Date of Award
Doctor of Philosophy (PhD)
Nuclear power plants are among the most technologically complex of all energy facilities. This complexity reflects the precision needed in design, maintenance and operations to harness the energy of the atom safely, reliably and economically. Nuclear energy thus requires consistent, high levels of organizational performance by the highly skilled professionals who operate and maintain nuclear power plants (Nuclear Energy Institute [NEI], 2014, p. 1).
A key element for achieving consistent, high levels of performance in a nuclear organization is its safety culture. Nuclear safety culture is for an organization what character and personality is for an individual: a feature that is made visible primarily through behaviors and espoused values. Nuclear safety culture is undergoing constant change. It represents the collective behaviors of the organization, which change as the organization and its members change and apply themselves to their daily activities. As problems arise, the organization learns from them. Successes and failures become ingrained in the organization’s nuclear safety culture and form the basis on which the organization conducts business. These behaviors are taught to new members of the organization as the correct way to perceive, think, act and feel (NEI, 2014, p. 1).
Nuclear Safety Culture (NSC) is defined as the core values and behaviors resulting from a collective commitment by leaders and individuals to emphasize safety over competing goals to ensure protection of people and the environment (Institute of Nuclear Power Operations [INPO], 2012a, p. iv). Thus, nuclear safety culture depends on every employee, from the board of directors, to the control room operator, to the field technician in the switchyard, to the security officers and to contractors on site. That is, nuclear safety culture is affected by everything we say and everything we do. Nuclear safety is a collective responsibility meaning no one in the organization is exempt from the obligation to ensure nuclear safety first (NEI, 2014, p. 1).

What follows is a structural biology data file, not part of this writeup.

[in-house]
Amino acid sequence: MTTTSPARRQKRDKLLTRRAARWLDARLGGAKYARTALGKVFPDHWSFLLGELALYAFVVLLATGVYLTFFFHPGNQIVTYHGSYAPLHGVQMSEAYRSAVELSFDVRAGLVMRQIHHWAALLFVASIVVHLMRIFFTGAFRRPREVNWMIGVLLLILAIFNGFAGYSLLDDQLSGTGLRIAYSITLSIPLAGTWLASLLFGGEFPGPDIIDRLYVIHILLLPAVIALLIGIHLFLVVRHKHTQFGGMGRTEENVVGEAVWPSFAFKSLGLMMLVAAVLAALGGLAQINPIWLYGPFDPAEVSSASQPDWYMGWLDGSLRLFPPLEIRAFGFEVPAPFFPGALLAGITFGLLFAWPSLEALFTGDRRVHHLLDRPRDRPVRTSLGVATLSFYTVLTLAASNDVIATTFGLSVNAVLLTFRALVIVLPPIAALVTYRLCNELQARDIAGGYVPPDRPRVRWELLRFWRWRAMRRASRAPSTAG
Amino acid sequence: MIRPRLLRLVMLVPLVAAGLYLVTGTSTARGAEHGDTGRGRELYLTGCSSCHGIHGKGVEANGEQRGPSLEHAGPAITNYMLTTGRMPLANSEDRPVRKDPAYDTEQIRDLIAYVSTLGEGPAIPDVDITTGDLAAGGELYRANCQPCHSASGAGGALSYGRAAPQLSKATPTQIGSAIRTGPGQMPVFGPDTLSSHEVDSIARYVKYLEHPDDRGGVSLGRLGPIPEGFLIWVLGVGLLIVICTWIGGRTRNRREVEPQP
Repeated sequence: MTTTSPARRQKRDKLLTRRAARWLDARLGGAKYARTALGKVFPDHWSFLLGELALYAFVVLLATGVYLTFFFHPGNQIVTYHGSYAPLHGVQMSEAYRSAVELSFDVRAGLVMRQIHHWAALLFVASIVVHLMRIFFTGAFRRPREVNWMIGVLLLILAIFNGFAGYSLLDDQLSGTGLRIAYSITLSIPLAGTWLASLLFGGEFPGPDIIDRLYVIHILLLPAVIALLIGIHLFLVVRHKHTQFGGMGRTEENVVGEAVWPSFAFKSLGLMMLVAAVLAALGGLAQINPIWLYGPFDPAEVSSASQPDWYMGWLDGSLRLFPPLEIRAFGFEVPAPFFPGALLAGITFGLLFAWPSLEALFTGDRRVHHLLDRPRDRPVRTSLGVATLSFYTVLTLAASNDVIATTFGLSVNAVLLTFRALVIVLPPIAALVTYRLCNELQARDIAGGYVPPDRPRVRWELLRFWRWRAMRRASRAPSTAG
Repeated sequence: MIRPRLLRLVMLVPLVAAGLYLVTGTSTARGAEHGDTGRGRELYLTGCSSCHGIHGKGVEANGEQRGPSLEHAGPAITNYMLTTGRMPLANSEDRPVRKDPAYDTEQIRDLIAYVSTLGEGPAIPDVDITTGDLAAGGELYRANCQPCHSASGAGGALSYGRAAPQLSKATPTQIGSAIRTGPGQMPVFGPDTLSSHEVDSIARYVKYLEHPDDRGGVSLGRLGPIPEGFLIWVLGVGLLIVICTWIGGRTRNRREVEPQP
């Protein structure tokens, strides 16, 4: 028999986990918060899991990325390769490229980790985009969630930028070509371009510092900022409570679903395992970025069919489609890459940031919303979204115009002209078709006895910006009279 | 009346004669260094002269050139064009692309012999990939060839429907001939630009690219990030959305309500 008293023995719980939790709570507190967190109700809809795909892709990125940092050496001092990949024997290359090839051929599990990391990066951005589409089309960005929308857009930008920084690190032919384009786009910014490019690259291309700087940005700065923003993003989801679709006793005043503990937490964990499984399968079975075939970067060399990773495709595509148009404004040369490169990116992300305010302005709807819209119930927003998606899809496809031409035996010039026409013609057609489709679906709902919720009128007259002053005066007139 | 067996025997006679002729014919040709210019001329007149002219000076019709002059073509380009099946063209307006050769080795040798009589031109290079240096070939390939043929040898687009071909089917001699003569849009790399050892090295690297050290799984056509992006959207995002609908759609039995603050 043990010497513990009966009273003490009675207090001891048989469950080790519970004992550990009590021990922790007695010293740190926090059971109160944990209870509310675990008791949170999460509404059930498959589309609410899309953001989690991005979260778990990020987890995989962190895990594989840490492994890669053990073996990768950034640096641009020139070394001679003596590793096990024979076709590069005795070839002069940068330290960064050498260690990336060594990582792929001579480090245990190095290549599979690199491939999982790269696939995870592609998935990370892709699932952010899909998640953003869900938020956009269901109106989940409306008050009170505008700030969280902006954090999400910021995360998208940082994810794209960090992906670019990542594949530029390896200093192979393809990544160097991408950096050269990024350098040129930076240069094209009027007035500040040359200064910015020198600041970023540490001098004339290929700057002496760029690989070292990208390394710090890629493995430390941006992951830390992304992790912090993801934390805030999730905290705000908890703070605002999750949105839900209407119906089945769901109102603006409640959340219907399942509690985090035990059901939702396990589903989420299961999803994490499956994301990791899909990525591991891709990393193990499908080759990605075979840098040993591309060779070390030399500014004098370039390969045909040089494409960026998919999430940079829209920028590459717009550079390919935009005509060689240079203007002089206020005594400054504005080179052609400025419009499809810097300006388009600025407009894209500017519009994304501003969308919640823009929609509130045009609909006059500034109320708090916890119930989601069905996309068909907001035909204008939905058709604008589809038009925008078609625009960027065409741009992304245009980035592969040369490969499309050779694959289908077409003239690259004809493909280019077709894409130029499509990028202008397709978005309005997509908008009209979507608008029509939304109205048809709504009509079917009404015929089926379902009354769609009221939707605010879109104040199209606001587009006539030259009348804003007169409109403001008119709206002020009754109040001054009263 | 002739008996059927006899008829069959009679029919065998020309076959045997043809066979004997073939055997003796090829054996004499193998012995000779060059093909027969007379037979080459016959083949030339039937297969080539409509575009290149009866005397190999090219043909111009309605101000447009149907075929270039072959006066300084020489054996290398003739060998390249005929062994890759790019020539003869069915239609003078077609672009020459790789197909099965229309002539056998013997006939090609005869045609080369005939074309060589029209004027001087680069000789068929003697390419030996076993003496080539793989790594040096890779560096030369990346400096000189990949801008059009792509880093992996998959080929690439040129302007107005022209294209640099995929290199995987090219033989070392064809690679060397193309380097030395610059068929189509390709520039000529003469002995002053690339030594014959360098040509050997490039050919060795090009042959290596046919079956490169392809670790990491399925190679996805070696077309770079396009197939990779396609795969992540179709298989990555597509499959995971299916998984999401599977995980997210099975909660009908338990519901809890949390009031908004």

Furthermore, NSC is a leadership responsibility. Leaders reinforce safety culture at every opportunity so that the health of safety culture is not taken for granted. Leaders frequently measure the health of safety culture with a focus on trends rather than absolute values. Leaders communicate what constitutes a healthy safety culture and ensure everyone understands his or her role in its promotion. Leaders recognize that safety culture is not all or nothing but is, rather, constantly moving along a continuum. As a result, there is a comfort in discussing safety culture within the organization as well as with outside groups, such as regulatory agencies (INPO, 2012a). That is, NSC like everything else rises and falls based on leadership (Maxwell, 1998).
In order to facilitate a healthy NSC, which is the sine qua non of safe nuclear plant operation, the leadership team needs to understand its present health in order to address NSC issues. It has been said “To manage risk, one has first to comprehend it” (Gheorghe, 2005, p. xvii). Equally true, in order to manage the nuclear safety culture of an organization we must first comprehend it.
The goal of this research is to provide an ongoing holistic, objective, transparent and safety-focused process to identify early indications of potential problems linked to culture. The process uses a cross-section of available data (e.g., the corrective action program, performance trends, NRC inspections, industry evaluations, nuclear safety culture assessments, self-assessments, audits, operating experience, workforce issues and employee concerns program and other process inputs). These data are then analyzed utilizing Multiple-criteria Decision Analysis (MCDA) methodology that incorporates belief degrees of the management team leading to insights about its meaning which may lead directly to corrective actions.
Warren, James H..
"Safety Culture Monitoring: A Management Approach for Assessing Nuclear Safety Culture Health Performance Utilizing Multiple-Criteria Decision Analysis"
(2015). Doctor of Philosophy (PhD), dissertation, Engineering Management, Old Dominion University, DOI: 10.25777/dcb1-ew31